concerning the agencys purported power and authority to recruit for overseas
employment, and in the process, collected money in the guise of placement fees, the
former clearly committed acts constitutive of illegal recruitment. 1[ In this case, it cannot be
denied that the accused-appellent together with Mardeolyn and the rest of the officers and
employees of MPM Agency participated in a network of deception. Verily, the active
involvement of each in the recruitment scam was directed at one single purpose to divest
complainants with their money on the pretext of guaranteed employment abroad. The
prosecution evidence shows that complainants were briefed by Mardeolyn about the
processing of their papers for a possible job opportunity in Korea, as well as their possible
salary. Likewise, Yeo Sin Ung, a Korean national, gave a briefing about the business and
what to expect from the company. Then, here comes accused-appellant who introduced
himself as Mardeolyns relative and specifically told Dela Caza of the fact that the agency
was able to send many workers abroad. Dela Caza was even showed several workers visas
who were already allegedly deployed abroad. Later on, accused-appellant signed and
issued an official receipt acknowledging the down payment of Dela Caza. Without a
doubt, the nature and extent of the actions of accused-appellant, as well as with the other
persons in MPM Agency clearly show unity of action towards a common undertaking.
Hence, conspiracy is evidently present.

OPINION:

G.R. No. 187730 People vs. Gallo


June 29, 2010 ROSALIESANTAJ. FLORENTIN
I, J. VELASCO,JR. FILRO: 006

FACTS:

1
That on or about the period comprising March 21, 2003 to March 28, 2003, in Pasay
City, Rachel Balagan, Rosabel Balagan and Herminia Avila conspired and confederated
together and mutually helped one another, by falsely represented themselves to have the
capacity to contract, enlist, employ, and recruit workers for overseas
deployment/employment as Factory Worker in Ireland, for a fee recruited and promised
overseas deployment/employment to private complainant Michael O. Fernandez without
first securing the required license or authority from the POEA.

ISSUE:

Whether or not the three accused are guilty of syndicated illegal recruitment?

LAWS INVOLVED:

RULING:

In the case for Syndicated Illegal Recruitment, the appellate court credited the
position of the Office of the Solicitor General that the prosecution failed to establish that
the illegal recruitment was committed by a syndicate. It instead found appellants culpable
of Simple Illegal Recruitment.

OPINION:

G.R. No. 179907 Lapasaran vs. People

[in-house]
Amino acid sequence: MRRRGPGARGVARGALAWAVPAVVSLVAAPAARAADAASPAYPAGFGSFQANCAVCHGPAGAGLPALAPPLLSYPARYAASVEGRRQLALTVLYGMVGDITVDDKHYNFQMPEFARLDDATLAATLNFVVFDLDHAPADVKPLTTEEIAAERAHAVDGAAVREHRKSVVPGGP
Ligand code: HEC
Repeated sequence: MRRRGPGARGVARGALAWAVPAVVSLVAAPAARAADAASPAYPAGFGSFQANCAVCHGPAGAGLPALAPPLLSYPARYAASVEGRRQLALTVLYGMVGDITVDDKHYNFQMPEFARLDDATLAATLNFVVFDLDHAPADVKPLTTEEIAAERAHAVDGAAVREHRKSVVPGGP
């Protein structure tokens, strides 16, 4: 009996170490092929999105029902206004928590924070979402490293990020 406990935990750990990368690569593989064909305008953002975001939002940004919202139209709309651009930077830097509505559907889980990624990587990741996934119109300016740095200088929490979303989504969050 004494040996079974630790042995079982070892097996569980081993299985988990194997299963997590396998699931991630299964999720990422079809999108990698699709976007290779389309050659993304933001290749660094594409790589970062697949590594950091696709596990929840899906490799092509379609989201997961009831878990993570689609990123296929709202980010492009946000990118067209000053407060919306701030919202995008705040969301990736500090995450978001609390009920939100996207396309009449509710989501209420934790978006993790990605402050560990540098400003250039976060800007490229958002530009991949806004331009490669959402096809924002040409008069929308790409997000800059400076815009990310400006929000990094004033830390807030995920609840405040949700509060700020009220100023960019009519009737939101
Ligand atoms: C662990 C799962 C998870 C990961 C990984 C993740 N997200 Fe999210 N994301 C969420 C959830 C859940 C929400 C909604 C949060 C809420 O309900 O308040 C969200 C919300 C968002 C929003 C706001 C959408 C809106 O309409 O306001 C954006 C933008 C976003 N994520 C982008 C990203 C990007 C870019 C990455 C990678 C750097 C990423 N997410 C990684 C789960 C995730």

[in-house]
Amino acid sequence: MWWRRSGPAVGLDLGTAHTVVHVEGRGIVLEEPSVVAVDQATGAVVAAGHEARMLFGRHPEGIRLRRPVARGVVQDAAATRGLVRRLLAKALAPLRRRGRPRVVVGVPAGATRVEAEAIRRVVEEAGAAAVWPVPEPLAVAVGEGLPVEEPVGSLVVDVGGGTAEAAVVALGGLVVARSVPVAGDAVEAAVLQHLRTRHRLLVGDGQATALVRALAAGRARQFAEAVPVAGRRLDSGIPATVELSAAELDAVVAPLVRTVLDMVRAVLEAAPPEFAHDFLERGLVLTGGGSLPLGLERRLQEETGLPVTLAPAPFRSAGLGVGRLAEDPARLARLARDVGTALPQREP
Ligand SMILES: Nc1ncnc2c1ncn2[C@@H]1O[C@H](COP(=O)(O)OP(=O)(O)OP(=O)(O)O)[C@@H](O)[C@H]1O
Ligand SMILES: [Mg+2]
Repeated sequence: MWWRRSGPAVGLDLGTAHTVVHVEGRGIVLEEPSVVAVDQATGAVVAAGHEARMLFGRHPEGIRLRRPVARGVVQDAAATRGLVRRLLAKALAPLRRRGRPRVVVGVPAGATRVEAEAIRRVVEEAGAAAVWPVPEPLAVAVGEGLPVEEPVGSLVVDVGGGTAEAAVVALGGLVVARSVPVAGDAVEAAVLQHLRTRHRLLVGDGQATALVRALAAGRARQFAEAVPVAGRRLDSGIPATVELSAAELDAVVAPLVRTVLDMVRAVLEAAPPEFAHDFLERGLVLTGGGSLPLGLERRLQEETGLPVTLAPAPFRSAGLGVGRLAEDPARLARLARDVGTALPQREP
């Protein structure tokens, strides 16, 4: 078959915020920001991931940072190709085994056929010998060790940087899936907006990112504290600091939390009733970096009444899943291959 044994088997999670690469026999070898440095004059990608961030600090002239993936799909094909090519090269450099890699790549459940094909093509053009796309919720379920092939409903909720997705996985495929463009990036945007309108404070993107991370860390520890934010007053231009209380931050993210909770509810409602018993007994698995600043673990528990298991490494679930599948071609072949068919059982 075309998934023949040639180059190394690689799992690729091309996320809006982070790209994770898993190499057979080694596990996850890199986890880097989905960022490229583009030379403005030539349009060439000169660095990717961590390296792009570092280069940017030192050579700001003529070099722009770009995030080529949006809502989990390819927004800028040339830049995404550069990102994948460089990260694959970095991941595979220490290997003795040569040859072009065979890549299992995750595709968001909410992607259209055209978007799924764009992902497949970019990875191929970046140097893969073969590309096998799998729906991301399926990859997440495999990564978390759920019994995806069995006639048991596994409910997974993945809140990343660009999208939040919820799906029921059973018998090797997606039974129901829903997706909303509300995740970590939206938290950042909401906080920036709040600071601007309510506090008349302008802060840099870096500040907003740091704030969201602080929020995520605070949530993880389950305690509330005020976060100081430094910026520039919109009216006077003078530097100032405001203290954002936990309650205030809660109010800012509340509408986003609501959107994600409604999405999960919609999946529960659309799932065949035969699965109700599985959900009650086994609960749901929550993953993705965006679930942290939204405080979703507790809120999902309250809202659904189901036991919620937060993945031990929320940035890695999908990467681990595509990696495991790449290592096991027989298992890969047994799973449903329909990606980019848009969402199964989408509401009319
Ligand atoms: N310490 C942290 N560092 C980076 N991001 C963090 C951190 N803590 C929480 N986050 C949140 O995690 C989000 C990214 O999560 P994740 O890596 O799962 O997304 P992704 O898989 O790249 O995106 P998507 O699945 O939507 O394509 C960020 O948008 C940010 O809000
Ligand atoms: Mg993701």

February 12, 2009 ROSALIE SANTAJ. FLORENTIN
III, J. NACHURA FILRO: 007

FACTS:

In September 2001, private complainant Menardo Villarin (Menardo) and his sister
Vilma Villarin (Vilma) met petitioner Arlene N. Lapasaran, who worked at Silver Jet
Travel Tours Agency (Silver Jet) at SIMCAS Building, Makati. For a fee of P85,000.00,
petitioner undertook the processing of the papers necessary for the deployment (under a
tourist visa) and employment of Menardo in South Korea. Petitioner informed Menardo
that he would be employed as factory worker, which was, subsequently, changed to
bakery worker. Thereafter, Menardo paid the said fee in installments.
After two postponements in his flight schedule, Menardo finally left for South
Korea on November 25, 2001. Unfortunately, he was incarcerated by South Korean
immigration authorities and was immediately deported to the Philippines because the
travel documents issued to him by the petitioner were fake. He immediately contacted
petitioner and informed her of what happened. Thereupon, petitioner promised to send
him back to South Korea, but the promise was never fulfilled. Consequently, Menardo
and his sister Vilma demanded the return of the money they paid, but petitioner refused
and even said, Magkorte na lang tayo. It was later found out that petitioner was no longer
connected with Silver Jet.

ISSUE:

Whether or not the laws on illegal recruitment and estafa are applicable in the case
at bar.

LAWS INVOLVED:

Secs.6 and 7 (a) of RA 8042.

RULING:

Illegal recruitment is committed when it is shown that petitioner gave the


complainant the distinct impression that she had the power or ability to send the
complainant abroad for work, such that the latter was convinced to part with his money in
order to be employed. To be engaged in the practice of recruitment and placement, it is
plain that there must, at least, be a promise or an offer of employment from the person
posing as a recruiter whether locally or abroad. Petitioners misrepresentations concerning